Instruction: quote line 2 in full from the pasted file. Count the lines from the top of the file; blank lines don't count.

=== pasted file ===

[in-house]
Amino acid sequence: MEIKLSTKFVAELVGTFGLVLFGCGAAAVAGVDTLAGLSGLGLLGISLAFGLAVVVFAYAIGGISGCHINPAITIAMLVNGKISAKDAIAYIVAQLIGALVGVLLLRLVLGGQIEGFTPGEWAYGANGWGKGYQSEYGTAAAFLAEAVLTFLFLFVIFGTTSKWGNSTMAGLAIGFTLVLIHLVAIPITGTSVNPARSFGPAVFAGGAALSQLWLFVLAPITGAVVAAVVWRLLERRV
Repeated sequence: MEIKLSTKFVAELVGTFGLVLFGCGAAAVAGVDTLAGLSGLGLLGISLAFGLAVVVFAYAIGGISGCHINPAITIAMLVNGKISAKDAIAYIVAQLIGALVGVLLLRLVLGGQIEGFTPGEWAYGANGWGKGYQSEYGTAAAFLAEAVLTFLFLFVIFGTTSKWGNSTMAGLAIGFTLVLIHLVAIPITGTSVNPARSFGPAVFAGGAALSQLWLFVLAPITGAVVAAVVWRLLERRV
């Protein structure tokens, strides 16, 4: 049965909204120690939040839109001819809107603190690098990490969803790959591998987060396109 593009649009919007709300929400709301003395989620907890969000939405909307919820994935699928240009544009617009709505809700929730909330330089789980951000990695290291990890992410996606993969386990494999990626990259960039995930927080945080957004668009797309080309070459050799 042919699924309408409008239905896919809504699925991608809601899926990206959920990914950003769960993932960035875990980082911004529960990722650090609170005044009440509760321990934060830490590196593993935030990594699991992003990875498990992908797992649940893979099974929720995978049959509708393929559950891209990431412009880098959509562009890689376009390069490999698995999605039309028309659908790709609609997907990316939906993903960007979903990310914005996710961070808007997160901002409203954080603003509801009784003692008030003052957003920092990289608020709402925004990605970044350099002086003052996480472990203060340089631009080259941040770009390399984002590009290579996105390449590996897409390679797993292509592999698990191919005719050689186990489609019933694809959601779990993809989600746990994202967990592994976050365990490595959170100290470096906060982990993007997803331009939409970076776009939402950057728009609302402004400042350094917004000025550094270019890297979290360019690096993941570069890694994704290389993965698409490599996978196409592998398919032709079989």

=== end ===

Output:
Amino acid sequence: MEIKLSTKFVAELVGTFGLVLFGCGAAAVAGVDTLAGLSGLGLLGISLAFGLAVVVFAYAIGGISGCHINPAITIAMLVNGKISAKDAIAYIVAQLIGALVGVLLLRLVLGGQIEGFTPGEWAYGANGWGKGYQSEYGTAAAFLAEAVLTFLFLFVIFGTTSKWGNSTMAGLAIGFTLVLIHLVAIPITGTSVNPARSFGPAVFAGGAALSQLWLFVLAPITGAVVAAVVWRLLERRV